The middle entry in a trilogy often has the hardest job, picking up where the first story left off and leaving enough for the final part to build on. In other words, it has to hit the ground running, assuming you remember what you saw a year ago and then leave you hanging two or three hours later. I don’t count faux trilogies like the Indiana Jones movies, which are only called a “trilogy” because there just happened to be three movies. There was, however, no common narrative thread tying the films together, like there is for Lord of the Rings.
Like The Empire Strikes Back, The Two Towers successfully avoids the “middle movie” trap. It does this by expanding the universe of characters and setting up the trilogy’s remaining storylines. This is in contrast to, for instance, The Matrix Reloaded, which gave us little more than a collection of whizbang action scenes while the characters spun their wheels and went nowhere.
Picking up exactly where The Fellowship of the Ring left off, the second movie finds Frodo (Elijah Wood) and Sam (Sean Astin) on their own, making their way to Mordor and Mount Doom. Meanwhile, Aragorn (Viggo Mortensen), Gimli (John Rhys-Davies) and Legolas (Orlando Bloom) pursue the Uruk-Hai warriors who abducted Merry (Dominic Monaghan) and Pippin (Billy Boyd). Frodo and Sam are almost ambushed in their sleep by Gollum (voice and movement by Andy Serkis), the creature from whom Bilbo Baggins originally stole Sauron’s ring. Turning the tables on Gollum, Frodo enlists his aid as their guide to Mordor, over the objections of the distrustful Sam.
Aragorn’s party catches the Uruk-Hai, only to discover they have been slaughtered by soldiers of Rohan and the two Hobbits have fled into Fangorn forest. Instead of finding Merry and Pippin, they encounter Gandalf (Ian McKellan), who supposedly fell to his death in the first film. This is a new, improved Gandalf, resurrected as a more powerful wizard, the equal to Saruman (Christopher Lee). He reveals that the two Hobbits are being protected by Treebeard (voice of John Rhys-Davies), one of the Ents, tree-like creatures who take care of the forests.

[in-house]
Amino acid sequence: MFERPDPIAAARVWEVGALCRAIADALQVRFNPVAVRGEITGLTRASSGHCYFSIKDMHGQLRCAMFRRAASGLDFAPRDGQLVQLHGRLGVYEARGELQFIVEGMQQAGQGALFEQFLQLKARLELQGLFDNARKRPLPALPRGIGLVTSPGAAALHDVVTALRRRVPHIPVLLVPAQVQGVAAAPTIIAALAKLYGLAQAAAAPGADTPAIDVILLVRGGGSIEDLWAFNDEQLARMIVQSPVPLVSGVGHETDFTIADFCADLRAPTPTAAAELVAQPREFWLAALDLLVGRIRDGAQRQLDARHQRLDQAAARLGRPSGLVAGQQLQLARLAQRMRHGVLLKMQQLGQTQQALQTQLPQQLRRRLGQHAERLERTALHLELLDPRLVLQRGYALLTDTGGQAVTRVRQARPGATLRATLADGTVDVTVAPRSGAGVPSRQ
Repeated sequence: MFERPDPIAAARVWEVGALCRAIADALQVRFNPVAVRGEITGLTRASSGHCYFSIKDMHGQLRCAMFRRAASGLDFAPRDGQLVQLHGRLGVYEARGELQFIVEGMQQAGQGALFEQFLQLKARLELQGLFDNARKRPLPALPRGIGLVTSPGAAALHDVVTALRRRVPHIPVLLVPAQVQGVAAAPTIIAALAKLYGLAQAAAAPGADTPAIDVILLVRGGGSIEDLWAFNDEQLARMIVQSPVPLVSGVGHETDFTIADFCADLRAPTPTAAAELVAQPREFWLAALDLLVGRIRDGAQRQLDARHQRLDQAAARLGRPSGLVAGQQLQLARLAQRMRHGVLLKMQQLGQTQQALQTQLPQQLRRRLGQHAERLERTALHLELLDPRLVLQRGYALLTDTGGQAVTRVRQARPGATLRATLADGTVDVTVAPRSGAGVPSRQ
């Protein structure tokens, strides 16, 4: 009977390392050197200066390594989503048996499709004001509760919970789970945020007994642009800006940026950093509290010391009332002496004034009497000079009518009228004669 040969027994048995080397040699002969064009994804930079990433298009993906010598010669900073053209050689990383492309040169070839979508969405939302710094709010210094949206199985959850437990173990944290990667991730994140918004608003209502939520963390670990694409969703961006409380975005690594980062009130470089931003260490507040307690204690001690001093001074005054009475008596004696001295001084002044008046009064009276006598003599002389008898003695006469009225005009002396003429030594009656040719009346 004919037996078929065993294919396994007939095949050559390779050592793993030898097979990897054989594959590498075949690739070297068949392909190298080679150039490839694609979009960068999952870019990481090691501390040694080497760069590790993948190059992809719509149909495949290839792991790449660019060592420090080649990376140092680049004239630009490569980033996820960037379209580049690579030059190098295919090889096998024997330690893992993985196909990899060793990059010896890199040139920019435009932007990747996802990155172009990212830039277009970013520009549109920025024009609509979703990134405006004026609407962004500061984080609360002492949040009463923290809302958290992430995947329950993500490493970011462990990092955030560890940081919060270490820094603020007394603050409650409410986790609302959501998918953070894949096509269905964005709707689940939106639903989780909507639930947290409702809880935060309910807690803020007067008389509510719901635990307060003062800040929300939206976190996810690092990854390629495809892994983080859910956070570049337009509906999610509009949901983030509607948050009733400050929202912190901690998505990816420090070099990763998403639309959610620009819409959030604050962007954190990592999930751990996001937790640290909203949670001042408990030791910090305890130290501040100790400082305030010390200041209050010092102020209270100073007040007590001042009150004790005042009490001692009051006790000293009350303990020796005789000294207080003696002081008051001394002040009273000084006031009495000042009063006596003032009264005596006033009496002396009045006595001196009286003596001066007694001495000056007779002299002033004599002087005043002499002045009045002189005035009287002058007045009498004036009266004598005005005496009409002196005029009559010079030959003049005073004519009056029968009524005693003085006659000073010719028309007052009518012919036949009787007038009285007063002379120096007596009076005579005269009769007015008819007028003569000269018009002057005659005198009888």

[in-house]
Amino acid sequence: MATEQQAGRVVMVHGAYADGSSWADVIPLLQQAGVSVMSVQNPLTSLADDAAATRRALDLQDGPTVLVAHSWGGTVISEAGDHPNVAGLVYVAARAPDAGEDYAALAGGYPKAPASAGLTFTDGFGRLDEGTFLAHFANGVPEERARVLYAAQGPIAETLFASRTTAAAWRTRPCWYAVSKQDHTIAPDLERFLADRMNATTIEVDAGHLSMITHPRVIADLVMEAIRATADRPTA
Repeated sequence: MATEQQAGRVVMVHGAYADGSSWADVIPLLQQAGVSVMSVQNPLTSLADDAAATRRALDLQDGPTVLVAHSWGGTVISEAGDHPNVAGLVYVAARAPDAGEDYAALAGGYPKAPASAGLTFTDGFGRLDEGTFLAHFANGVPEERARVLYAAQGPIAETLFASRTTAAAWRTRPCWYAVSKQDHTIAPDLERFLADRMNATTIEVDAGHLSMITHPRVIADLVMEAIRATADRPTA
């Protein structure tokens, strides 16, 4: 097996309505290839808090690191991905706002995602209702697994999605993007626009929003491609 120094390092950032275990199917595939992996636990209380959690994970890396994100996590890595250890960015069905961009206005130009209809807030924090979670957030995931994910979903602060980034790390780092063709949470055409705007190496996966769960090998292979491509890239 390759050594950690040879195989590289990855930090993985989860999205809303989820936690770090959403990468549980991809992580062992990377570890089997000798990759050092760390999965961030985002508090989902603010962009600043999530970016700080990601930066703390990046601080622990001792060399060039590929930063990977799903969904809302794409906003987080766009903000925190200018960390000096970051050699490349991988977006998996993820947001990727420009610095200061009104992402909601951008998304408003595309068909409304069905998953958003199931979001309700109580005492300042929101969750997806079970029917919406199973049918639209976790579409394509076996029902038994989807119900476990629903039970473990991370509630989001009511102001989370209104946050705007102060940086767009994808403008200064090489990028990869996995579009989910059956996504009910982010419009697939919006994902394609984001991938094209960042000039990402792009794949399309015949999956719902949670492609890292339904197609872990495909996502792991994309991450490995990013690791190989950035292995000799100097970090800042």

Gandalf has a more pressing matter for Aragorn, namely saving the nation of Rohan, currently under seige by forces loyal to Saruman while the wizard has enslaved the mind of its king, Theoden (Bernard Hill).
The focal point of The Two Towers is the seige of Helm’s Deep, a mountain fortress where the people of Rohan make their last stand. The attack by ten thousand Uruk-Hai is a brilliantly realized battle staged on an epic scale. You never suspect for a second for that the vast scenes with hundreds of combatants are almost entirely the product of a computer program called Massive, which uses artificial intelligence to control thousands of virtual “soldiers.”
An even more successful product of computer technology in this film is the creature Gollum. Based on the voice and motion of Andy Serkis, this expressive creation is integrated seamlessly into scenes with actors Elijah Wood and Sean Astin. The computer artists who created him based their work Serkis’ actual performance before he was cut out of the live action footage. This contrasts with the “performance capture” technique used on The Polar Express. That method used motion capture of the performers’ faces to create their expressions. The more hands-on approach used on Gollum produces far superior results. Treebeard is another impressive creation but his performance is a bit more, um, “wooden.”
The Two Towers introduces us to the people of Rohan, a Celt-like nation with a tradition of being great horse soldiers. Once he is free of Saruman’s control, their king Theoden embodies the ideal of the warrior king, both a father figure and a leader in battle. His neice, Eowyn (Miranda Otto) is a fierce but vulnerable princess not content with a woman’s traditional role while the men ride off to battle.
One of the more controversial changes to Tolkein’s text, at least among the die hard fans of the original novel, were in the character of Faramir (David Wenham), brother of the fallen Boromir (Sean Bean). Apparently, in the novel Faramir was an impeccably virtuous character with not so much as a single fault. In the movie, he is genuinely tempted by the power of the One Ring (and the oppotunity to gain the approval of his father). This hint of humanity and depth in the character sent Tolkein fans into proxysms of indignation. What they fail to understand is that what works on the page in a novel structured like an ancient epic doesn’t necessarily work for 21st-century movie audiences. Peter Jackson provided enough texture to the character to flesh him out while still keeping him an essentially noble and decent man.
As a movie, The Two Towers stands on its own relatively well. The climatic battle at Helm’s Deep gives it enough closure to make it a satisfying story by itself while still setting up the final chapter. It remains, in some ways, my favorite of the trilogy. That is not to say it’s superior to the other two films, just that it had intangible qualities that earned my affection just a little more than the others.
Women of Rohan learned long ago that those without swords can still die upon them. I fear neither death nor pain.